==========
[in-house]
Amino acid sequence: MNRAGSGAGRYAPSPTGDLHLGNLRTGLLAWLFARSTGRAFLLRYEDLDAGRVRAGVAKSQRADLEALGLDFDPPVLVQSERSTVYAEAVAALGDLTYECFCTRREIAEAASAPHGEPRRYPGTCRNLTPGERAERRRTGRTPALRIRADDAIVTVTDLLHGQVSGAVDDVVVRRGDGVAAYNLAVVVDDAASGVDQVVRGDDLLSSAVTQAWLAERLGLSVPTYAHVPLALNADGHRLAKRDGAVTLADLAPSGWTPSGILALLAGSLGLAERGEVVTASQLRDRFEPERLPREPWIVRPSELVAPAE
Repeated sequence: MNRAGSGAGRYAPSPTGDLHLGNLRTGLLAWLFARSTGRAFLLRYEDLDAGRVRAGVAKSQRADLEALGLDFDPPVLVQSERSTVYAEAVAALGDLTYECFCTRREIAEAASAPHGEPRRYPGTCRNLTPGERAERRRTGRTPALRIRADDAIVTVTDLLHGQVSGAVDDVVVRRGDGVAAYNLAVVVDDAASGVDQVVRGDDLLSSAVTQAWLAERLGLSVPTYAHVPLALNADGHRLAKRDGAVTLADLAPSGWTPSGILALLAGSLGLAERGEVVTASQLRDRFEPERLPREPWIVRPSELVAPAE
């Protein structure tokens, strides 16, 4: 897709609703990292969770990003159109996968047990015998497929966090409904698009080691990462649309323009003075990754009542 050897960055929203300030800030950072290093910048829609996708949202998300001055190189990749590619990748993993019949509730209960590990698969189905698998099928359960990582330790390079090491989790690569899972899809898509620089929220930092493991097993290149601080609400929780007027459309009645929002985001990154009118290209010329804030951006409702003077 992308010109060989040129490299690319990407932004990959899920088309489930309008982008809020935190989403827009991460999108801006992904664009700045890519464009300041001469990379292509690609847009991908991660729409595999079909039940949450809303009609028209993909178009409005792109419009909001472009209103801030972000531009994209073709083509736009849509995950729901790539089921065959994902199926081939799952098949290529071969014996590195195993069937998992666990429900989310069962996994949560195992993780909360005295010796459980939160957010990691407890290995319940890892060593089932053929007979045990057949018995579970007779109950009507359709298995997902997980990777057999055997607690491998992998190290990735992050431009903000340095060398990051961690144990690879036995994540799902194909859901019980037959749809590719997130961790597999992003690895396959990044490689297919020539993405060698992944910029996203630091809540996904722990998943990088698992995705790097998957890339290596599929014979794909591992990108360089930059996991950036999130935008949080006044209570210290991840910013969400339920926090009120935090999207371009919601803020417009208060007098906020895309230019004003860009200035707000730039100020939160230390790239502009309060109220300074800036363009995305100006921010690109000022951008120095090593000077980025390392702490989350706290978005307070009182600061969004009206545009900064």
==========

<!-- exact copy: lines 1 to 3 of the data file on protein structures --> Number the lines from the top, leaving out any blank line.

[in-house]
Amino acid sequence: MNRAGSGAGRYAPSPTGDLHLGNLRTGLLAWLFARSTGRAFLLRYEDLDAGRVRAGVAKSQRADLEALGLDFDPPVLVQSERSTVYAEAVAALGDLTYECFCTRREIAEAASAPHGEPRRYPGTCRNLTPGERAERRRTGRTPALRIRADDAIVTVTDLLHGQVSGAVDDVVVRRGDGVAAYNLAVVVDDAASGVDQVVRGDDLLSSAVTQAWLAERLGLSVPTYAHVPLALNADGHRLAKRDGAVTLADLAPSGWTPSGILALLAGSLGLAERGEVVTASQLRDRFEPERLPREPWIVRPSELVAPAE
Repeated sequence: MNRAGSGAGRYAPSPTGDLHLGNLRTGLLAWLFARSTGRAFLLRYEDLDAGRVRAGVAKSQRADLEALGLDFDPPVLVQSERSTVYAEAVAALGDLTYECFCTRREIAEAASAPHGEPRRYPGTCRNLTPGERAERRRTGRTPALRIRADDAIVTVTDLLHGQVSGAVDDVVVRRGDGVAAYNLAVVVDDAASGVDQVVRGDDLLSSAVTQAWLAERLGLSVPTYAHVPLALNADGHRLAKRDGAVTLADLAPSGWTPSGILALLAGSLGLAERGEVVTASQLRDRFEPERLPREPWIVRPSELVAPAE